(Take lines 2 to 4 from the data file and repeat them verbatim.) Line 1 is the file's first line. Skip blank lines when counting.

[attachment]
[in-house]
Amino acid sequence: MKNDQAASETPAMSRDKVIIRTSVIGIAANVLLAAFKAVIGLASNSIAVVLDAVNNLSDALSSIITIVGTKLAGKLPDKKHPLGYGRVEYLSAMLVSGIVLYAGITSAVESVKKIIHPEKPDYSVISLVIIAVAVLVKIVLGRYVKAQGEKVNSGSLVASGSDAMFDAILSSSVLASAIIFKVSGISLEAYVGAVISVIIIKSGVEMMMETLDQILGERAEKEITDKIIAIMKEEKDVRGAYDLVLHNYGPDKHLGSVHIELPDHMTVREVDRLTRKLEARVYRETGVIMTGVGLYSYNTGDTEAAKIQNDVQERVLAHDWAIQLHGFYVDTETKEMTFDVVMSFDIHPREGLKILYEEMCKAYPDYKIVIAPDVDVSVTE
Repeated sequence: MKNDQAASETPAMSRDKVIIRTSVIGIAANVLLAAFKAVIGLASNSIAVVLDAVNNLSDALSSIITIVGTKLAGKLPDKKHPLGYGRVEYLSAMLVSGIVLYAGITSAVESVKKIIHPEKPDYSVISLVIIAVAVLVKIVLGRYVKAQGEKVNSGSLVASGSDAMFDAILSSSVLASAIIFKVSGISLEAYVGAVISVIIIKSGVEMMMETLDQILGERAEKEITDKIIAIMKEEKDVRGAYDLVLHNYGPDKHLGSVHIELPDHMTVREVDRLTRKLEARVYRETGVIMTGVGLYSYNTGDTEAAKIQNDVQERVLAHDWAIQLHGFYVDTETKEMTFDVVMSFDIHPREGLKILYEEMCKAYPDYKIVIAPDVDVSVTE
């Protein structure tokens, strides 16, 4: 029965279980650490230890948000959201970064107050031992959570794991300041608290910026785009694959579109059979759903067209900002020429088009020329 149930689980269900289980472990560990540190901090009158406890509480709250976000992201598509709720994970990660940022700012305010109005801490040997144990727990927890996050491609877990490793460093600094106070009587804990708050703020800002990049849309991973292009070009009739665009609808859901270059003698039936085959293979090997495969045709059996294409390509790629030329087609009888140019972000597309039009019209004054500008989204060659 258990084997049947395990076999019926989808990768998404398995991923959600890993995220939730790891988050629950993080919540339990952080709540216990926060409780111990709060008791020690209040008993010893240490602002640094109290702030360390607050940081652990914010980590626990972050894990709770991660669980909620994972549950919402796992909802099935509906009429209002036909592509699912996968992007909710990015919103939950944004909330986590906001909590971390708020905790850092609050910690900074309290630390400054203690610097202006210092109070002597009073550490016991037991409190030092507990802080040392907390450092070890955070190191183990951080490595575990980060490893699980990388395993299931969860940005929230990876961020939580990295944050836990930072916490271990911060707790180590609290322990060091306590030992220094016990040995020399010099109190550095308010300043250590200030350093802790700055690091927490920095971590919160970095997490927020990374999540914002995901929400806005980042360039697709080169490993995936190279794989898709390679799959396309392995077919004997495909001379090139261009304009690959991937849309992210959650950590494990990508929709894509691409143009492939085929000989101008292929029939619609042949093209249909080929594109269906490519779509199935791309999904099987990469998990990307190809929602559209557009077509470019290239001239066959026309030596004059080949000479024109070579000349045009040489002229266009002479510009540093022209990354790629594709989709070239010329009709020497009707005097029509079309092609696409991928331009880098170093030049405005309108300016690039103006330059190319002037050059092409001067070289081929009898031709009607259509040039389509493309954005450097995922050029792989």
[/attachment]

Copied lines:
Amino acid sequence: MKNDQAASETPAMSRDKVIIRTSVIGIAANVLLAAFKAVIGLASNSIAVVLDAVNNLSDALSSIITIVGTKLAGKLPDKKHPLGYGRVEYLSAMLVSGIVLYAGITSAVESVKKIIHPEKPDYSVISLVIIAVAVLVKIVLGRYVKAQGEKVNSGSLVASGSDAMFDAILSSSVLASAIIFKVSGISLEAYVGAVISVIIIKSGVEMMMETLDQILGERAEKEITDKIIAIMKEEKDVRGAYDLVLHNYGPDKHLGSVHIELPDHMTVREVDRLTRKLEARVYRETGVIMTGVGLYSYNTGDTEAAKIQNDVQERVLAHDWAIQLHGFYVDTETKEMTFDVVMSFDIHPREGLKILYEEMCKAYPDYKIVIAPDVDVSVTE
Repeated sequence: MKNDQAASETPAMSRDKVIIRTSVIGIAANVLLAAFKAVIGLASNSIAVVLDAVNNLSDALSSIITIVGTKLAGKLPDKKHPLGYGRVEYLSAMLVSGIVLYAGITSAVESVKKIIHPEKPDYSVISLVIIAVAVLVKIVLGRYVKAQGEKVNSGSLVASGSDAMFDAILSSSVLASAIIFKVSGISLEAYVGAVISVIIIKSGVEMMMETLDQILGERAEKEITDKIIAIMKEEKDVRGAYDLVLHNYGPDKHLGSVHIELPDHMTVREVDRLTRKLEARVYRETGVIMTGVGLYSYNTGDTEAAKIQNDVQERVLAHDWAIQLHGFYVDTETKEMTFDVVMSFDIHPREGLKILYEEMCKAYPDYKIVIAPDVDVSVTE
């Protein structure tokens, strides 16, 4: 029965279980650490230890948000959201970064107050031992959570794991300041608290910026785009694959579109059979759903067209900002020429088009020329 149930689980269900289980472990560990540190901090009158406890509480709250976000992201598509709720994970990660940022700012305010109005801490040997144990727990927890996050491609877990490793460093600094106070009587804990708050703020800002990049849309991973292009070009009739665009609808859901270059003698039936085959293979090997495969045709059996294409390509790629030329087609009888140019972000597309039009019209004054500008989204060659 258990084997049947395990076999019926989808990768998404398995991923959600890993995220939730790891988050629950993080919540339990952080709540216990926060409780111990709060008791020690209040008993010893240490602002640094109290702030360390607050940081652990914010980590626990972050894990709770991660669980909620994972549950919402796992909802099935509906009429209002036909592509699912996968992007909710990015919103939950944004909330986590906001909590971390708020905790850092609050910690900074309290630390400054203690610097202006210092109070002597009073550490016991037991409190030092507990802080040392907390450092070890955070190191183990951080490595575990980060490893699980990388395993299931969860940005929230990876961020939580990295944050836990930072916490271990911060707790180590609290322990060091306590030992220094016990040995020399010099109190550095308010300043250590200030350093802790700055690091927490920095971590919160970095997490927020990374999540914002995901929400806005980042360039697709080169490993995936190279794989898709390679799959396309392995077919004997495909001379090139261009304009690959991937849309992210959650950590494990990508929709894509691409143009492939085929000989101008292929029939619609042949093209249909080929594109269906490519779509199935791309999904099987990469998990990307190809929602559209557009077509470019290239001239066959026309030596004059080949000479024109070579000349045009040489002229266009002479510009540093022209990354790629594709989709070239010329009709020497009707005097029509079309092609696409991928331009880098170093030049405005309108300016690039103006330059190319002037050059092409001067070289081929009898031709009607259509040039389509493309954005450097995922050029792989």